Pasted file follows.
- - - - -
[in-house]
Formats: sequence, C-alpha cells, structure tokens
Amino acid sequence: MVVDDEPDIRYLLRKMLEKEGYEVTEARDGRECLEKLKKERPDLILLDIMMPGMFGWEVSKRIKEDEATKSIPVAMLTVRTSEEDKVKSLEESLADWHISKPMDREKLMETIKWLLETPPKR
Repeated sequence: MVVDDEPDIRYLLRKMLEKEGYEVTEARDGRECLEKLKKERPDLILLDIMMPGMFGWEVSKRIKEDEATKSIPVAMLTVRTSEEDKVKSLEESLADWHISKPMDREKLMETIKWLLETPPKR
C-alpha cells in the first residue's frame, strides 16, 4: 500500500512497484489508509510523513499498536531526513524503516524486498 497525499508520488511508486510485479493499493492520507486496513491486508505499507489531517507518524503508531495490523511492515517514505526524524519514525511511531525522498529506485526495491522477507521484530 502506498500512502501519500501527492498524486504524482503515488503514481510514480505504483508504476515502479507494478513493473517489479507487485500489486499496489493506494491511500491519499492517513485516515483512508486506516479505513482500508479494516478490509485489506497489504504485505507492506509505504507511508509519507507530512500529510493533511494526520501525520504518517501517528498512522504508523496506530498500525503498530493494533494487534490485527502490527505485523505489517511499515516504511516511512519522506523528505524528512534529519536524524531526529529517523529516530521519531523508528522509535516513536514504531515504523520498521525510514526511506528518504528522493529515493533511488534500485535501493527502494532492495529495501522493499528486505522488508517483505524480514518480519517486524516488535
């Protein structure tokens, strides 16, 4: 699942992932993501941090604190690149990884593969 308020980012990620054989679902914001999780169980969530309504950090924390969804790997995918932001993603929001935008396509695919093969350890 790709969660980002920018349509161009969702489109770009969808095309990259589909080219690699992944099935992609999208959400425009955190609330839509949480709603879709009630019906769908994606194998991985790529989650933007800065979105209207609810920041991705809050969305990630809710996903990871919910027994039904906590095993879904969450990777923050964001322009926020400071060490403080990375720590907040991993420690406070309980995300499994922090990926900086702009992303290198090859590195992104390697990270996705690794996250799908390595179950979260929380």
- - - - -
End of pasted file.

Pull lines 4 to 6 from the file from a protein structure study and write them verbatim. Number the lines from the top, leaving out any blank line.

Repeated sequence: MVVDDEPDIRYLLRKMLEKEGYEVTEARDGRECLEKLKKERPDLILLDIMMPGMFGWEVSKRIKEDEATKSIPVAMLTVRTSEEDKVKSLEESLADWHISKPMDREKLMETIKWLLETPPKR
C-alpha cells in the first residue's frame, strides 16, 4: 500500500512497484489508509510523513499498536531526513524503516524486498 497525499508520488511508486510485479493499493492520507486496513491486508505499507489531517507518524503508531495490523511492515517514505526524524519514525511511531525522498529506485526495491522477507521484530 502506498500512502501519500501527492498524486504524482503515488503514481510514480505504483508504476515502479507494478513493473517489479507487485500489486499496489493506494491511500491519499492517513485516515483512508486506516479505513482500508479494516478490509485489506497489504504485505507492506509505504507511508509519507507530512500529510493533511494526520501525520504518517501517528498512522504508523496506530498500525503498530493494533494487534490485527502490527505485523505489517511499515516504511516511512519522506523528505524528512534529519536524524531526529529517523529516530521519531523508528522509535516513536514504531515504523520498521525510514526511506528518504528522493529515493533511488534500485535501493527502494532492495529495501522493499528486505522488508517483505524480514518480519517486524516488535
């Protein structure tokens, strides 16, 4: 699942992932993501941090604190690149990884593969 308020980012990620054989679902914001999780169980969530309504950090924390969804790997995918932001993603929001935008396509695919093969350890 790709969660980002920018349509161009969702489109770009969808095309990259589909080219690699992944099935992609999208959400425009955190609330839509949480709603879709009630019906769908994606194998991985790529989650933007800065979105209207609810920041991705809050969305990630809710996903990871919910027994039904906590095993879904969450990777923050964001322009926020400071060490403080990375720590907040991993420690406070309980995300499994922090990926900086702009992303290198090859590195992104390697990270996705690794996250799908390595179950979260929380």